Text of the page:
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Sunday, March 16, 2014
Scripture Reading: Genesis 46:28—47:6
Israel sent Judah ahead to Joseph to lead the way before him into Goshen. When they came to the land of Goshen, Joseph made ready his chariot and went up to meet his father Israel in Goshen. He presented himself to him, fell on his neck, and wept on his neck a good while. Israel said to Joseph, “I can die now, having seen for myself that you are still alive.” Joseph said to his brothers and to his father’s household, “I will go up and tell Pharaoh, and will say to him, ‘My brothers and my father’s household, who were in the land of Canaan, have come to me. The men are shepherds, for they have been keepers of livestock; and they have brought their flocks, and their herds, and all that they have.’ When Pharaoh calls you, and says, ‘What is your occupation?’ you shall say, ‘Your servants have been keepers of livestock from our youth even until now, both we and our ancestors ’—in order that you may settle in the land of Goshen, because all shepherds are abhorrent to the Egyptians.”
So Joseph went and told Pharaoh, “My father and my brothers, with their flocks and herds and all that they possess, have come from the land of Canaan; they are now in the land of Goshen.” From among his brothers he took five men and presented them to Pharaoh. Pharaoh said to his brothers, “What is your occupation?” And they said to Pharaoh, “Your servants are shepherds, as our ancestors were.” They said to Pharaoh, “We have come to reside as aliens in the land; for there is no pasture for your servants’ flocks because the famine is severe in the land of Canaan. Now, we ask you, let your servants settle in the land of Goshen.” Then Pharaoh said to Joseph, “Your father and your brothers have come to you. The land of Egypt is before you; settle your father and your brothers in the best part of the land; let them live in the land of Goshen; and if you know that there are capable men among them, put them in charge of my livestock.” (NRSV)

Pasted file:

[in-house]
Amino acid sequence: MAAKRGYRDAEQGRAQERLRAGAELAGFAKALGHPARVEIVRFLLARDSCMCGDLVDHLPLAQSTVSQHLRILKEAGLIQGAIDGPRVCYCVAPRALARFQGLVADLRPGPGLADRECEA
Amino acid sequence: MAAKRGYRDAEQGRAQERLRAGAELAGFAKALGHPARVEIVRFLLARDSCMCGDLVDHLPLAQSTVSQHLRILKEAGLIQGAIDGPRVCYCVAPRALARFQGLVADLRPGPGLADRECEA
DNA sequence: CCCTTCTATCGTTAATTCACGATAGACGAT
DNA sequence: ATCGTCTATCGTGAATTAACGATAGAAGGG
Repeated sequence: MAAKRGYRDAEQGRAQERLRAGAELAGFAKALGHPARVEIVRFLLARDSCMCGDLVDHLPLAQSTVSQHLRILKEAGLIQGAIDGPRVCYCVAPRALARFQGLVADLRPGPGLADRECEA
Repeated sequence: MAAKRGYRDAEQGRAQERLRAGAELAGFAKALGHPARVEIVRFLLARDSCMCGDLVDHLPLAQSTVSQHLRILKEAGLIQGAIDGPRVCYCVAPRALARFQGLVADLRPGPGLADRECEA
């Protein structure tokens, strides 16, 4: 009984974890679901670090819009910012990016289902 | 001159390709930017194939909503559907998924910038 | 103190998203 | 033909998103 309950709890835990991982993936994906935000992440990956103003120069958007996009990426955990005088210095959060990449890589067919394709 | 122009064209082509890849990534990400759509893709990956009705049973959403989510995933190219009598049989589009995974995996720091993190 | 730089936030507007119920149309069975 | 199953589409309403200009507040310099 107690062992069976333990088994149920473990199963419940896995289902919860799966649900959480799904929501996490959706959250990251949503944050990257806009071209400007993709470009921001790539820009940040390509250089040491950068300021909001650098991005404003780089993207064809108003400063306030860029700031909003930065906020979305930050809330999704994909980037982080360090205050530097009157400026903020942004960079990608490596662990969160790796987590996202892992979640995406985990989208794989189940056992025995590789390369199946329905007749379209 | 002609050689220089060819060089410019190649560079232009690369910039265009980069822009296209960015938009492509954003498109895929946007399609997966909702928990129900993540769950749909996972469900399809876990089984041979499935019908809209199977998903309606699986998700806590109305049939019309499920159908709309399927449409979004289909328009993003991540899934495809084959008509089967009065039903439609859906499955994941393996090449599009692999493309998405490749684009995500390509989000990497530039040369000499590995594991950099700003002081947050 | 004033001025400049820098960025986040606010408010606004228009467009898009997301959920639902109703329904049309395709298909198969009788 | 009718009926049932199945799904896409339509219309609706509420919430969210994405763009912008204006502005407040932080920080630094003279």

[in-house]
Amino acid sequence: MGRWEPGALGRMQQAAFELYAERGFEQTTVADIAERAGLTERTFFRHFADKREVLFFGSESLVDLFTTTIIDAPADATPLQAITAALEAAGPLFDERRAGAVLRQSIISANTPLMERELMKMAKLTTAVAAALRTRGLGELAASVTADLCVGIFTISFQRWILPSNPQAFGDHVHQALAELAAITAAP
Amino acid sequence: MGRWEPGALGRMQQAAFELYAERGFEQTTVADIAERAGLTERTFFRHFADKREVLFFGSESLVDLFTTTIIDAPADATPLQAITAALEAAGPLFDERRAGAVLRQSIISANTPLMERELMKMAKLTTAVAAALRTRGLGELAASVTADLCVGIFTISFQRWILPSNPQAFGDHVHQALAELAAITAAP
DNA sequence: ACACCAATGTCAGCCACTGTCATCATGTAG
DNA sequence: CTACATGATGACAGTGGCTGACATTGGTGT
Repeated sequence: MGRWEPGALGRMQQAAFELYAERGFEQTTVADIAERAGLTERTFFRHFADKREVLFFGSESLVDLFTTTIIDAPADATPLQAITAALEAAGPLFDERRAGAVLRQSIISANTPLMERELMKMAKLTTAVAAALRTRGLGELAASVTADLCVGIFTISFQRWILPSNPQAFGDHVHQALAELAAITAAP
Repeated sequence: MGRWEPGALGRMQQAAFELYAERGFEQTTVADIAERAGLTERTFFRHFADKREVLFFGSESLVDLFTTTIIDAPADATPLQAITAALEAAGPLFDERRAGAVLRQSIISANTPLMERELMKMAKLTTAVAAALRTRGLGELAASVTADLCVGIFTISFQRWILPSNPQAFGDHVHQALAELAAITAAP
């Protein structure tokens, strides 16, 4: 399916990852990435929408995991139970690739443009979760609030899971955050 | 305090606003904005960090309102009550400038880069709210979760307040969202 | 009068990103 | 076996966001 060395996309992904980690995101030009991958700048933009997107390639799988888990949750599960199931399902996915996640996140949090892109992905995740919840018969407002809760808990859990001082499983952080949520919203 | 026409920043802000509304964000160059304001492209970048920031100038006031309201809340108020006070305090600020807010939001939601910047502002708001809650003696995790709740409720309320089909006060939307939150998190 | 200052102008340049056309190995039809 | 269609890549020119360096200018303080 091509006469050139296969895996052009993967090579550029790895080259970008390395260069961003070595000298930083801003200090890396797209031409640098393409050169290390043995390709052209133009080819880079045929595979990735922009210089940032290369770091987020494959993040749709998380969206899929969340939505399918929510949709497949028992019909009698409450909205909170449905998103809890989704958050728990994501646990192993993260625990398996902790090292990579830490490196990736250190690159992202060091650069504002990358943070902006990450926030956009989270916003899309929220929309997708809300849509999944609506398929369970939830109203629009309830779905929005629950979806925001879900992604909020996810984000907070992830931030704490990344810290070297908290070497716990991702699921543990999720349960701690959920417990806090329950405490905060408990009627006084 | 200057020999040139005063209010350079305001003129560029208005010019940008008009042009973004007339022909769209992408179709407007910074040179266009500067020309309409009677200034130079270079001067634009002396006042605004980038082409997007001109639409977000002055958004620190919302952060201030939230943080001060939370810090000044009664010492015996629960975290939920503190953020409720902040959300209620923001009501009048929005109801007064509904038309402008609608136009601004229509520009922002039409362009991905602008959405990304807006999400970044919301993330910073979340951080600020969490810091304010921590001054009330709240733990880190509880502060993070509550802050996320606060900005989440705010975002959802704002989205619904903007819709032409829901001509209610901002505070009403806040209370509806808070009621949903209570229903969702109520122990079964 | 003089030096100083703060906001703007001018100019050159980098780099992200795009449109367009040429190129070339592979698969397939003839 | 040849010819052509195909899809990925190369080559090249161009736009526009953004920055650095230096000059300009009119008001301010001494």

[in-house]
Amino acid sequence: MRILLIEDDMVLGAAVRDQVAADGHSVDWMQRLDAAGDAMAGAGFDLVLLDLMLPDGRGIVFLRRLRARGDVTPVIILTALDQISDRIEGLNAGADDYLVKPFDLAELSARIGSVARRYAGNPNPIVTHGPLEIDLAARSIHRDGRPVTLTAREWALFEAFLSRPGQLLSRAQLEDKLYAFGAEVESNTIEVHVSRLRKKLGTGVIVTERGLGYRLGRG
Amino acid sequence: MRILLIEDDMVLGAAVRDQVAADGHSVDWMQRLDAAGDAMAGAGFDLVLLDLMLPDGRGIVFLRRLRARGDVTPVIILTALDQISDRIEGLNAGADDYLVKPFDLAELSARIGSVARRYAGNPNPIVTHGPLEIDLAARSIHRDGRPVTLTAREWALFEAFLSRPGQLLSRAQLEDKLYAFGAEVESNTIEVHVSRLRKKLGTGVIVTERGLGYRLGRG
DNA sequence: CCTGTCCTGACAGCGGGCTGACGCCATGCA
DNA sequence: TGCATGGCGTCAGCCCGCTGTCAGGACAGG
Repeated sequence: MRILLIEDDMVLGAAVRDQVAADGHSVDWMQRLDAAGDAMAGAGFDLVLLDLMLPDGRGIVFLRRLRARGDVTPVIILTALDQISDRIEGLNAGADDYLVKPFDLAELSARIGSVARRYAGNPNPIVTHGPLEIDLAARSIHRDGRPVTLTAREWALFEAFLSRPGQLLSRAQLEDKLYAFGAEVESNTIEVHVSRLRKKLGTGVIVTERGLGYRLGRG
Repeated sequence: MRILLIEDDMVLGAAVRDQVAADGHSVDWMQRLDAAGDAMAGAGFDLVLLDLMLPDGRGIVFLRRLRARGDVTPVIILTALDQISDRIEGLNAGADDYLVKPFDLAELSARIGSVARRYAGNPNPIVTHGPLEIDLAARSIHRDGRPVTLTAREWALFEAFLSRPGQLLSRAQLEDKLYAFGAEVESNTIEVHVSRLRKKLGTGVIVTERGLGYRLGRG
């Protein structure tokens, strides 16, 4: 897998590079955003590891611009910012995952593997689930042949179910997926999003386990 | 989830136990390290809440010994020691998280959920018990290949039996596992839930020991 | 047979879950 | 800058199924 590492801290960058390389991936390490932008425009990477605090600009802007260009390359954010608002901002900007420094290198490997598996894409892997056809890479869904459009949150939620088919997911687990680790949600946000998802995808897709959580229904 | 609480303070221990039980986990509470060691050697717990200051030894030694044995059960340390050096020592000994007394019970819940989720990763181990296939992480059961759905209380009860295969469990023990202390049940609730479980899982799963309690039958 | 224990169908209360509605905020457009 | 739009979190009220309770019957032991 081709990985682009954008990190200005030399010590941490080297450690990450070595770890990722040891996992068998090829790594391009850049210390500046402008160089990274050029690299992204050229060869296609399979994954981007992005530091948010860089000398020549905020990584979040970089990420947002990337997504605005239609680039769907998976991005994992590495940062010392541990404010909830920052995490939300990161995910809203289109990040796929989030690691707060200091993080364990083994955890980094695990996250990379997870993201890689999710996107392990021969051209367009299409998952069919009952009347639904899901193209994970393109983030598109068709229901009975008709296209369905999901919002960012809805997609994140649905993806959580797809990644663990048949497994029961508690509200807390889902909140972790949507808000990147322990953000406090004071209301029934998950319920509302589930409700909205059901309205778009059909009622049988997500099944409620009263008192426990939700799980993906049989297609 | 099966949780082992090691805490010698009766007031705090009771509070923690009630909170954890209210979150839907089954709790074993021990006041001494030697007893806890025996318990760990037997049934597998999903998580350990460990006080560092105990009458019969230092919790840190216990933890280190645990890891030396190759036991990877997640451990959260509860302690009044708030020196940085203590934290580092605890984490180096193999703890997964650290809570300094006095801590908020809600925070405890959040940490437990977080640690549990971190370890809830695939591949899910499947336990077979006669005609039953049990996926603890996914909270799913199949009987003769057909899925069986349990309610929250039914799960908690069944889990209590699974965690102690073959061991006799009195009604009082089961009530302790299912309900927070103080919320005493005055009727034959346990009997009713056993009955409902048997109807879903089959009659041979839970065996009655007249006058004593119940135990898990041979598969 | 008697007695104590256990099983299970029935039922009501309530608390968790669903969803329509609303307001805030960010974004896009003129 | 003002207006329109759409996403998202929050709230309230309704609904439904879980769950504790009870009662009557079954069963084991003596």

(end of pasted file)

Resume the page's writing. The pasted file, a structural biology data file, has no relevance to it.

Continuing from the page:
For me, these verses clearly bring to mind immigrants who move—for whatever reason—to a new or foreign land. They hope to be welcomed and safe and maybe even prosper but often are required to live apart as aliens or, more precisely, as “others.” I am not an immigrant, but I think I have a sense in another context—extending and practicing hospitality—of what immigrants must feel when they are welcomed but still are asked to live apart as “others.”
I have been politely and warmly welcomed into a conversation or a gathering, but I was not encouraged to actually become fully engaged in the conversation or the gathering. Instead, though present, I was left to remain or stand apart. And, yes, I have also been on the other side—welcoming an “other” into a conversation, a gathering, or an activity without fully and sincerely engaging that person.
Hospitality to the stranger, to the other, asks more of us than a warm word of welcome. It also asks us to make a commitment—to make that person fully present in our lives and we in theirs, at that precise moment and beyond. In this way, we and the “others” come together to become one—to become us. It is as one that we are fully able to live into our faith and our work as God’s children and to receive God’s grace.
Gracious God, grant me the courage not only to welcome the “other,” the stranger, into my presence but also into my life. Amen.
Written by Larry Thomas, Member of Fourth Presbyterian Church
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